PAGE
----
In some of our studies, we have examined the effects of increased security on various indicators of mental health by experimentally activating mental representations of supportive attachment figures (e.g., 26,27). These research techniques, which we 11 refer to as “security priming”, include subliminal pictures suggesting attachment-figure availability, subliminal names of people designated by participants as security-enhancing attachment figures, guided imagery highlighting the availability and supportiveness of an attachment figure, and visualization of the faces of security-enhancing attachment figures.

Security priming improves participants’ moods even in threatening contexts and eliminates the detrimental effects of threats on positive moods (e.g., 26). Mikulincer et al 28 found that subliminal priming with security-related words mitigated cognitive symptoms of PTSD (heightened accessibility of trauma-related words in a Stroop-color naming task) in a non-clinical sample. Admoni 29 found that priming the names of each participant's security providers mitigated two cognitive symptoms of eating disorders (distorted body perception and heightened accessibility of food-related words in a Stroop task) in a sample of women hospitalized for eating disorders.

There is also preliminary evidence that a sense of security provided by a psychotherapist improves a client's mental health. In a study based on data from the multi-site National Institute of Mental Health (NIMH) Treatment of Depression Collaborative Research Program, Zuroff and Blatt 30 found that a client's positive appraisals of his or her therapist's sensitivity and supportiveness predicted relief from depression and maintenance of therapeutic benefits over an 18-month period. The results were not attributable to patient characteristics or severity of depression. In a one-year prospective study of the effectiveness of residential treatment of high-risk adolescents, Gur 31 found that staff members’ provision of a sense of attachment security in the adolescents resulted in lower rates of anger, depression, and behavioral problems. Although these preliminary findings are encouraging, there is still a great need for additional well-controlled research examining the long-term effects of security-enhancing therapeutic figures on clients’ mental health.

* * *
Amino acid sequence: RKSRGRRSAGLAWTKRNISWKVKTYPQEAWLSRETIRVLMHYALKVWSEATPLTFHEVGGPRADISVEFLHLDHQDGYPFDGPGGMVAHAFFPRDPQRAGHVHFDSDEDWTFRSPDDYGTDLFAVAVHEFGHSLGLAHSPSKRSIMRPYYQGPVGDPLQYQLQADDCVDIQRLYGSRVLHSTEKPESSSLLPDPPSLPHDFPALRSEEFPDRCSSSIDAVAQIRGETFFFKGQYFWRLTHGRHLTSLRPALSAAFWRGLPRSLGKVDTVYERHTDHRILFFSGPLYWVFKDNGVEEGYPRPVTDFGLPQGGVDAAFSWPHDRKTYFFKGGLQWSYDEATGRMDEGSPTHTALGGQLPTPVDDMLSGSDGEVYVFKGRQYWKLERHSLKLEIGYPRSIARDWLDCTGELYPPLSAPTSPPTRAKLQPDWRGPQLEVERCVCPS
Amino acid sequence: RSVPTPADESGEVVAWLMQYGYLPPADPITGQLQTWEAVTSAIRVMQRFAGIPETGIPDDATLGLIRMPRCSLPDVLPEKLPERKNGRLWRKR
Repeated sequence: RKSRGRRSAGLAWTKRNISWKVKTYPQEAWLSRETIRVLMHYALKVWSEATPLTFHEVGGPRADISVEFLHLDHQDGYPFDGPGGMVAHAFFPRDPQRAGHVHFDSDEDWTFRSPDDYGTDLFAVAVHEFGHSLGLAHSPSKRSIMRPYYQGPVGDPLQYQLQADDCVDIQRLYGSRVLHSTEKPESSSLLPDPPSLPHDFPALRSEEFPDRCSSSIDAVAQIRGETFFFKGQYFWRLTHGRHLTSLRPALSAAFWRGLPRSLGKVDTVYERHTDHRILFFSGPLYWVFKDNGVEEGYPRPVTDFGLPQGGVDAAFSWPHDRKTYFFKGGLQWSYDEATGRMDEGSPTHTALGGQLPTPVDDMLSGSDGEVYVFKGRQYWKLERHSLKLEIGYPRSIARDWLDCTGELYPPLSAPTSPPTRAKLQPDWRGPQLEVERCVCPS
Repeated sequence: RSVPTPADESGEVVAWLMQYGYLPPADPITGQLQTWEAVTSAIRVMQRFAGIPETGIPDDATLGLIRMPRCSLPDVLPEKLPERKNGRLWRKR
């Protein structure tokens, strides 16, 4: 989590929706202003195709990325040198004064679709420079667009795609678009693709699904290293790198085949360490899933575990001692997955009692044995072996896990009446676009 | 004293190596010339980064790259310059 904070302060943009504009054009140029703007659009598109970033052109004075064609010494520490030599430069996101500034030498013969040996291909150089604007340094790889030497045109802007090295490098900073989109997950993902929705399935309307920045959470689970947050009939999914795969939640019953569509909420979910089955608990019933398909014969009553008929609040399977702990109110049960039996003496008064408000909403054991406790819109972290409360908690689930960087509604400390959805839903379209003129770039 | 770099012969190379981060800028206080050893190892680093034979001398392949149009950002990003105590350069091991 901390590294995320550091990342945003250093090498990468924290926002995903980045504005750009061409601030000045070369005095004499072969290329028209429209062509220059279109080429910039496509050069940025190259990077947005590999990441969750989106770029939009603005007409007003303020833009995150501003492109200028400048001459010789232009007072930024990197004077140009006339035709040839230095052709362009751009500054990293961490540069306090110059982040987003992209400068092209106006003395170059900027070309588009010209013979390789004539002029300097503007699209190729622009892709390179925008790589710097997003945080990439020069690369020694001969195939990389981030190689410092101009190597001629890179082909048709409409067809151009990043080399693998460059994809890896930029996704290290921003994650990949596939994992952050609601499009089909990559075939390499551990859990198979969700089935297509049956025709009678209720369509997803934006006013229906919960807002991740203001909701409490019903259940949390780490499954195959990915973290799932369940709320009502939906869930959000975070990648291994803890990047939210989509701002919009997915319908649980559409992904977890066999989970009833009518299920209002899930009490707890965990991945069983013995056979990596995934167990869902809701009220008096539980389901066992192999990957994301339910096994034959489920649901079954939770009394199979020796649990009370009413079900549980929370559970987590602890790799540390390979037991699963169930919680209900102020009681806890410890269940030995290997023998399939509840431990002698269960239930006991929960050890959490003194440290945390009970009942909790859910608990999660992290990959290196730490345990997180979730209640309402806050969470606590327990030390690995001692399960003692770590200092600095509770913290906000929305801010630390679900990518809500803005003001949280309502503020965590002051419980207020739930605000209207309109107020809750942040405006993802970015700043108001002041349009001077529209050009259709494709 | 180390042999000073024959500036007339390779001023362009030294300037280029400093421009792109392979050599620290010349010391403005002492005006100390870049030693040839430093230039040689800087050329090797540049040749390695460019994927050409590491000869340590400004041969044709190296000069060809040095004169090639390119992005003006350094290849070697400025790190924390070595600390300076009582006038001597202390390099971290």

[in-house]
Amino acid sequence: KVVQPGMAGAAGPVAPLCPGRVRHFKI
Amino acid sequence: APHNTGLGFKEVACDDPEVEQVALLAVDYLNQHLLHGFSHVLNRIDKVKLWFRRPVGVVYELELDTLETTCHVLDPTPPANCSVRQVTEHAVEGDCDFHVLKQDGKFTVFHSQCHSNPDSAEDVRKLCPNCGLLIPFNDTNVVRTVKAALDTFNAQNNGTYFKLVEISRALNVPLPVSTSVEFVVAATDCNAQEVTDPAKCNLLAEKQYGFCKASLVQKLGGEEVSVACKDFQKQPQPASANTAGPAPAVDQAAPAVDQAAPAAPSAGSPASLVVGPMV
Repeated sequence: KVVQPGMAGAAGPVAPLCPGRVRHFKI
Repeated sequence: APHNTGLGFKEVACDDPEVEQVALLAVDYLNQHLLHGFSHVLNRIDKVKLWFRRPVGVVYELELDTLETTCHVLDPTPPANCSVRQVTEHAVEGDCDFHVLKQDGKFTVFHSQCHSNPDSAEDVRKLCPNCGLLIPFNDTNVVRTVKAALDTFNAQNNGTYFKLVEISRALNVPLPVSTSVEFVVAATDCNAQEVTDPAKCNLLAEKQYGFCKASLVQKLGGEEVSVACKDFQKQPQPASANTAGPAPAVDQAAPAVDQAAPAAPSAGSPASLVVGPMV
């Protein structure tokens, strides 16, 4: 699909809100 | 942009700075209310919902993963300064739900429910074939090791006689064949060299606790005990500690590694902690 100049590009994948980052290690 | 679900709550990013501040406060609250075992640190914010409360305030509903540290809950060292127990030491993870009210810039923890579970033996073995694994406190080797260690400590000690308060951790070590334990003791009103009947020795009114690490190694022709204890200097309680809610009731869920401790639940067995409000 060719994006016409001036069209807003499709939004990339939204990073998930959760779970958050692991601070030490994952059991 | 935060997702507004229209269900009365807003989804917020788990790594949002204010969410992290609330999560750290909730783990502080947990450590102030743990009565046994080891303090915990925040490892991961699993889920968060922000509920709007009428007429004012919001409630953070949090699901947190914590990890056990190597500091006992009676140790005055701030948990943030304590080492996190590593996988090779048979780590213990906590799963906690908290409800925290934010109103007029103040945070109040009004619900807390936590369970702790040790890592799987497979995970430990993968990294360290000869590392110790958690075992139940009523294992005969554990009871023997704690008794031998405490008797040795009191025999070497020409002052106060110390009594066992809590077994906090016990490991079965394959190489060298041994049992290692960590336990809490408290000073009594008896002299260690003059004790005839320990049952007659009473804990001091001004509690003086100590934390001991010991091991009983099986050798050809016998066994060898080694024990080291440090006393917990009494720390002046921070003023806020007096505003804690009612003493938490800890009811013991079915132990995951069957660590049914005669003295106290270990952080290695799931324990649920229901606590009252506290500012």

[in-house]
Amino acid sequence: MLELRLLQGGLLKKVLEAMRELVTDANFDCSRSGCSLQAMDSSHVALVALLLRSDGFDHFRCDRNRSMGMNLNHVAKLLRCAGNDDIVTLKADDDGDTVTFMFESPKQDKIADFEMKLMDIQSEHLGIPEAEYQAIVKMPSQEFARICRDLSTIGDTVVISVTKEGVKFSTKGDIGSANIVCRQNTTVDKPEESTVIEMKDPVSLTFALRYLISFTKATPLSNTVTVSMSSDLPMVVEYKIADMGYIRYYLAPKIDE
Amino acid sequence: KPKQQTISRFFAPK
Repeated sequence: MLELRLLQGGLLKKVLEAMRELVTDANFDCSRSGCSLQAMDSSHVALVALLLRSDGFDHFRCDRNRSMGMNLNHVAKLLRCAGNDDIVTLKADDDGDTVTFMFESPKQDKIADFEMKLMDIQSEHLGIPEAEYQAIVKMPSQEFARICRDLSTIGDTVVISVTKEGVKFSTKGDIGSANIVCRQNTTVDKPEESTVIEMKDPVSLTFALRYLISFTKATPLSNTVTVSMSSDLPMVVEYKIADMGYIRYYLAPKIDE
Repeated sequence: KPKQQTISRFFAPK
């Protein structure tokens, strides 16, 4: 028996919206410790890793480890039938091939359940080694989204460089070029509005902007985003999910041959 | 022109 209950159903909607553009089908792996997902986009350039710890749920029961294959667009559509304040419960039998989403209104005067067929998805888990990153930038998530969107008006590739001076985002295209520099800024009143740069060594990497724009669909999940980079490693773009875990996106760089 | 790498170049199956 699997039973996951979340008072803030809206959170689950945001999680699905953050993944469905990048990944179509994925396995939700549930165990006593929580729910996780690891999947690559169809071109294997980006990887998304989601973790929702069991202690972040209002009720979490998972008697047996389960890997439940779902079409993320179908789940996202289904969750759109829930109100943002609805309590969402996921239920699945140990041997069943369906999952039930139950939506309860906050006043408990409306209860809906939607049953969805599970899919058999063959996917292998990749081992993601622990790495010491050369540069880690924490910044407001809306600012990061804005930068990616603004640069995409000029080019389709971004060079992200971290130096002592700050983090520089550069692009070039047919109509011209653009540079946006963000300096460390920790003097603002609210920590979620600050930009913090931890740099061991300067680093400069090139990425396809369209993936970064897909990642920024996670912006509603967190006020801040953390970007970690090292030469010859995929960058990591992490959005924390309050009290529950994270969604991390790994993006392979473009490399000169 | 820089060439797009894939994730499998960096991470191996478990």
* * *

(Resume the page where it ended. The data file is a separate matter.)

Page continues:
Mediating processes

  1. Top of page
  5. Mediating processes
  7. References

According to attachment theory 3, the linkage between attachment insecurities (whether in the form of anxiety, avoidance, or both) and psychopathology is mediated by several pathways. In this section, we will review the most important of these pathways.


According to attachment theory and research, lack of parental sensitivity and responsiveness contributes to disorders of the self, characterized by lack of self-cohesion, doubts about one's internal coherence and continuity over time, unstable self-esteem, and over-dependence on other people's approval (e.g., 32,33). Insecure people are likely to be overly self-critical, plagued by self-doubts, or prone to using defenses, such as destructive perfectionism, to counter feelings of worthlessness and hopelessness (e.g., 34). These dysfunctional beliefs about oneself increase insecure people's risk for developing mental disorders.

Attachment research has also shown that attachment insecurities are associated with pathological narcissism (e.g., 35). Whereas avoidant attachment is associated with overt narcissism or grandiosity, which includes both self-praise and denial of weaknesses 36, attachment anxiety is associated with covert narcissism, characterized by self-focused attention, hypersensitivity to other people's evaluations, and an exaggerated sense of entitlement 36.

Emotion regulation

According to attachment theory, interactions with available attachment figures and the resulting sense of attachment security provide actual and symbolic supports for learning constructive emotion-regulation strategies. For example, interactions with emotionally accessible and responsive others provide a context in which a child can learn that acknowledgment and display of emotions is an important step toward restoring emotional balance, and that it is useful and socially acceptable to express, explore, and try to understand one's feelings 37.

Unlike relatively secure people, avoidant individuals often prefer to cordon off emotions from their thoughts and actions. As a result, they tend to present a façade of security and composure, but leave suppressed distress unresolved in ways that impair their ability to deal with life's inevitable adversities. This impairment is particularly likely during prolonged, demanding stressful experiences that require active coping with a problem and mobilization of external sources of support (e.g., 38).

People who score high on attachment anxiety, in contrast, often find negative emotions to be congruent with their attachment-system hyperactivation. For them, “emotion regulation” can mean emotion amplification and exaggeration of worries, depressive reactions to actual or potential losses and failures, and PTSD intrusion symptoms following traumas. Attachment anxiety is also associated with socially destructive outbursts of anger and impulsive, demanding behavior toward relationship partners, sometimes including violence 4.